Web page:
Why are dogs more social than cats
New study on the attachment behavior of cats
A cat doesn't care if a person is known to be around. In the cliché picture, the independent house tigers only occasionally let themselves be condescended to allow their master or mistress a short crawl session - otherwise all they want from them is a full bowl of food and a clean toilet. But that doesn't seem to be quite true - this is now shown by a study published in the journal Current Biology.
Cats respond to their name
The connection between cats and humans has so far hardly been explored. The tail-wagging dog with its faithful eyes seemed to have the more interesting social behavior, research has paid more attention to its bond with humans.
But meanwhile the relationship between cats and humans is moving more and more into focus: And the first results gave the impression that cats are not particularly social animals, at least as far as their human roommates are concerned: In smaller studies, cats did not behave differently, no matter whether the owner or a stranger was present.
At the same time, however, Japanese researchers were able to show that cats recognize their own name and react to it.
New study on the social behavior of cats
In a new study, researchers from the USA have now carried out an experiment with almost 70 young kittens. They wanted to investigate the social bond between cat and owner. To do this, they confronted the cat with a stressful situation:
Animal and owner entered a strange room together, but after two minutes the person left the room again and left the cat alone.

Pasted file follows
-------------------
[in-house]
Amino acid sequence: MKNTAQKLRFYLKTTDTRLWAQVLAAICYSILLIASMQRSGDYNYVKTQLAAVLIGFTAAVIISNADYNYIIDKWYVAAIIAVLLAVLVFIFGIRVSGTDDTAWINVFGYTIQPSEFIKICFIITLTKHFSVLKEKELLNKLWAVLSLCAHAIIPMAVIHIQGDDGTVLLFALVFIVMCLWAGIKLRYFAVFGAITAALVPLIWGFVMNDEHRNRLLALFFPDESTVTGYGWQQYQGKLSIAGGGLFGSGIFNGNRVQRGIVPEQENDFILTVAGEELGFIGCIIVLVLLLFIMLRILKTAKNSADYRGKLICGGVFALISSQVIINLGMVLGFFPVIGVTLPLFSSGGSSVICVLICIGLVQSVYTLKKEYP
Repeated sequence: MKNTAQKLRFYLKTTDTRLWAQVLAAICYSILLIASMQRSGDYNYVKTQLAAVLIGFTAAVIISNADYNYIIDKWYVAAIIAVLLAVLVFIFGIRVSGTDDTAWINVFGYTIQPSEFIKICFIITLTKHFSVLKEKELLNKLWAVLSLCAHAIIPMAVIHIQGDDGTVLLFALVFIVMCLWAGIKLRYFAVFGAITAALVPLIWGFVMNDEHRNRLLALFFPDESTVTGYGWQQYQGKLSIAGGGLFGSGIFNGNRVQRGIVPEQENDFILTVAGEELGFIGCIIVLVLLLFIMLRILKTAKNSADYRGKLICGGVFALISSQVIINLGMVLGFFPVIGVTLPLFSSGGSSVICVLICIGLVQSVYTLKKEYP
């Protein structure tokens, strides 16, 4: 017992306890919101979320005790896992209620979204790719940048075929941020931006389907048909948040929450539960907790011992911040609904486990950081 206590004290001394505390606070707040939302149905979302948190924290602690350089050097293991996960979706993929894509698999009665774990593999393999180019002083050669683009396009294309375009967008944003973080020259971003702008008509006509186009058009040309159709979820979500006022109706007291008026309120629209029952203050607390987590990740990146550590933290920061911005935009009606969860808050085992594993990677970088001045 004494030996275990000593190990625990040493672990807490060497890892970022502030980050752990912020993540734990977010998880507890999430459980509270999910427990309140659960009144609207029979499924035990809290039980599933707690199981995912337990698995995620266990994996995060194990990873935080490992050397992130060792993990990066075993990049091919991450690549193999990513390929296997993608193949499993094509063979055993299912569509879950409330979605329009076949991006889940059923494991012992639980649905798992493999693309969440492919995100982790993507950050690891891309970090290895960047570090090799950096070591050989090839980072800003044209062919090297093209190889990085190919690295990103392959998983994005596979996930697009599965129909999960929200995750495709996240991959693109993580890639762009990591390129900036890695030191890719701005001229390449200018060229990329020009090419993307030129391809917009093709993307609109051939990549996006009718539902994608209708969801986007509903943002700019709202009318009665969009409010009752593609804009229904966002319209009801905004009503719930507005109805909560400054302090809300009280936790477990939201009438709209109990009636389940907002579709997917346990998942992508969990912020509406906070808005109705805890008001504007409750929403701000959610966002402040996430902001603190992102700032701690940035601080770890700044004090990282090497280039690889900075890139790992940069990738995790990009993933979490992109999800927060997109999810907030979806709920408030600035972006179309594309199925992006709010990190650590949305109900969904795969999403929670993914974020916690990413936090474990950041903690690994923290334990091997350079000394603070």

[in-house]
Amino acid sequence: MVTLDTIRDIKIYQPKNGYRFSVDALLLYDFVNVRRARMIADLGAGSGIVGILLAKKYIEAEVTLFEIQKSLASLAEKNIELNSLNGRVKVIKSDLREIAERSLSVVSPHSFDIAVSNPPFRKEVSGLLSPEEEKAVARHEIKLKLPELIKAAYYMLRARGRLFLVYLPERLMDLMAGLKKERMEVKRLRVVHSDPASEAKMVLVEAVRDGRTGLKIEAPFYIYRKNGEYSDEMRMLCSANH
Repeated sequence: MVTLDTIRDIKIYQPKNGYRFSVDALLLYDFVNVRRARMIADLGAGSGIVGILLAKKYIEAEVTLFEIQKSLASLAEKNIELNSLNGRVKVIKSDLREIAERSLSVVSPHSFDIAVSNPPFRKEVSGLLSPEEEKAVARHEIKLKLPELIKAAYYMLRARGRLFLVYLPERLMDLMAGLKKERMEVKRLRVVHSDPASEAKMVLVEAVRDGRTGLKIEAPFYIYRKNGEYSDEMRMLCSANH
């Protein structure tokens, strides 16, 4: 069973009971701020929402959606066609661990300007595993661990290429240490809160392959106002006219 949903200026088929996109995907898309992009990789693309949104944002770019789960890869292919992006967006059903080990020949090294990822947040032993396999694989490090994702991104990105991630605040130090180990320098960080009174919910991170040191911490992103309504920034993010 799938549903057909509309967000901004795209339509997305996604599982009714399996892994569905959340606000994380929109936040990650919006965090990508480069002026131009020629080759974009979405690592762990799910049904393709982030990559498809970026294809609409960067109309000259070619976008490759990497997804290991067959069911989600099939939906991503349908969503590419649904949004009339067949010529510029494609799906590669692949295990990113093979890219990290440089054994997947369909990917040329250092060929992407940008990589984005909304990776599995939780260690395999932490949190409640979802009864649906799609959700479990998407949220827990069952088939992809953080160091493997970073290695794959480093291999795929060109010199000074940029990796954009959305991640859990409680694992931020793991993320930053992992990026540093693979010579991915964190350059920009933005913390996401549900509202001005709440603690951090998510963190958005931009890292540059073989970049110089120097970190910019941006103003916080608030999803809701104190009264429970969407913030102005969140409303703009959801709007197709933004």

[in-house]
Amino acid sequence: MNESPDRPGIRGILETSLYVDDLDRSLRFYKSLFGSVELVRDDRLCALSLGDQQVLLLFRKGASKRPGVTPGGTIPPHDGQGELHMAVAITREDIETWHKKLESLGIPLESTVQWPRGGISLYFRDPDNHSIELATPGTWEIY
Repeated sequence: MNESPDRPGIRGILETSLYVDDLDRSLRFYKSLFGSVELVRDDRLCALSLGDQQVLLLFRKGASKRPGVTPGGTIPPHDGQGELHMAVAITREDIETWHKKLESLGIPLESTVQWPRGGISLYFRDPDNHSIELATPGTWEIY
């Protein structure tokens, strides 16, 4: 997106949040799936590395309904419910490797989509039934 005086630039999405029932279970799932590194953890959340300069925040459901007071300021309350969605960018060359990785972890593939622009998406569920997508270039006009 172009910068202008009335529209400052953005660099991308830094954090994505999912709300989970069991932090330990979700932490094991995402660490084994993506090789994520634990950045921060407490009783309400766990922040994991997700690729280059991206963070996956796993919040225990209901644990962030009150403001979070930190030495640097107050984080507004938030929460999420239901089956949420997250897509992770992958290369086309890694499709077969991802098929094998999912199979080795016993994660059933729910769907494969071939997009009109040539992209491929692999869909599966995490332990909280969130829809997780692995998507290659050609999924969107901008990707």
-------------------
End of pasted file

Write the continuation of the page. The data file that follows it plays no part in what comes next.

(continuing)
After another two minutes, the human returned to the room and now the scientists observed the cat's behavior. This type of experiment is otherwise used to investigate the attachment of young children to their parents or of dogs to their owners.
Bonding with humans gives the cat security
Two thirds of the cats showed the same behavior here: They made contact with the returned person, they let themselves be cuddled briefly and then continued to explore the room. According to the researchers, this speaks for a secure bond - the incoming person is taken as reassurance, their presence gives security.
The remaining cats - about a third of the animals - either completely ignored the person, did not move from the side at all or showed themselves torn to and fro.
Cats also attach themselves to people
The results can be compared well with the attempts at bonding between small children and their parents or dogs and their owners - two thirds react similarly to cats to a returning caregiver.
From this, the researchers conclude that cats, like dogs, not only develop social bonds with their conspecifics, but also with their humans - even if they sometimes don't feel like showing us.
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